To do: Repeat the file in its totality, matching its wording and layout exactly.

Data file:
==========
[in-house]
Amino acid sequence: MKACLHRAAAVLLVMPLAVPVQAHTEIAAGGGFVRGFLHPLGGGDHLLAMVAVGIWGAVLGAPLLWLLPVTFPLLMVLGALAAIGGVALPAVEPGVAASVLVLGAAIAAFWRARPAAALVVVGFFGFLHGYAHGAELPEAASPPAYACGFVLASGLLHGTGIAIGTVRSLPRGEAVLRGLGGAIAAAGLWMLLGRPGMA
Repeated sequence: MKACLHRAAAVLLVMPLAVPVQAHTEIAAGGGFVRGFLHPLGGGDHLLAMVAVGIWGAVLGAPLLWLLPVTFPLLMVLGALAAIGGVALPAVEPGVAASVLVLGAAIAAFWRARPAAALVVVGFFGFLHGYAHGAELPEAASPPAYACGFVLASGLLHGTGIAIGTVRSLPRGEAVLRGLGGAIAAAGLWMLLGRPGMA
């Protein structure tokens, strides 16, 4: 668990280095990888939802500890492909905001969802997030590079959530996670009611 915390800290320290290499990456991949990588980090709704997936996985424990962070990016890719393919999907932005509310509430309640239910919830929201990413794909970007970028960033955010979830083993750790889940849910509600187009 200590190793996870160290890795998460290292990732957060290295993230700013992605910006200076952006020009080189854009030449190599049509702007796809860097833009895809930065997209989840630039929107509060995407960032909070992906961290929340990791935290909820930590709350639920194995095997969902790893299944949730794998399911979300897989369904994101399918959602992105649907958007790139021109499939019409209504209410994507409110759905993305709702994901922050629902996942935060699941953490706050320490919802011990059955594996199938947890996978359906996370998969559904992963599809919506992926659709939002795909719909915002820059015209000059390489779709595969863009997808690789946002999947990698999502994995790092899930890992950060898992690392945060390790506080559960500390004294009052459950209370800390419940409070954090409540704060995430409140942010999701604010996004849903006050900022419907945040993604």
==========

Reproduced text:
[in-house]
Amino acid sequence: MKACLHRAAAVLLVMPLAVPVQAHTEIAAGGGFVRGFLHPLGGGDHLLAMVAVGIWGAVLGAPLLWLLPVTFPLLMVLGALAAIGGVALPAVEPGVAASVLVLGAAIAAFWRARPAAALVVVGFFGFLHGYAHGAELPEAASPPAYACGFVLASGLLHGTGIAIGTVRSLPRGEAVLRGLGGAIAAAGLWMLLGRPGMA
Repeated sequence: MKACLHRAAAVLLVMPLAVPVQAHTEIAAGGGFVRGFLHPLGGGDHLLAMVAVGIWGAVLGAPLLWLLPVTFPLLMVLGALAAIGGVALPAVEPGVAASVLVLGAAIAAFWRARPAAALVVVGFFGFLHGYAHGAELPEAASPPAYACGFVLASGLLHGTGIAIGTVRSLPRGEAVLRGLGGAIAAAGLWMLLGRPGMA
């Protein structure tokens, strides 16, 4: 668990280095990888939802500890492909905001969802997030590079959530996670009611 915390800290320290290499990456991949990588980090709704997936996985424990962070990016890719393919999907932005509310509430309640239910919830929201990413794909970007970028960033955010979830083993750790889940849910509600187009 200590190793996870160290890795998460290292990732957060290295993230700013992605910006200076952006020009080189854009030449190599049509702007796809860097833009895809930065997209989840630039929107509060995407960032909070992906961290929340990791935290909820930590709350639920194995095997969902790893299944949730794998399911979300897989369904994101399918959602992105649907958007790139021109499939019409209504209410994507409110759905993305709702994901922050629902996942935060699941953490706050320490919802011990059955594996199938947890996978359906996370998969559904992963599809919506992926659709939002795909719909915002820059015209000059390489779709595969863009997808690789946002999947990698999502994995790092899930890992950060898992690392945060390790506080559960500390004294009052459950209370800390419940409070954090409540704060995430409140942010999701604010996004849903006050900022419907945040993604």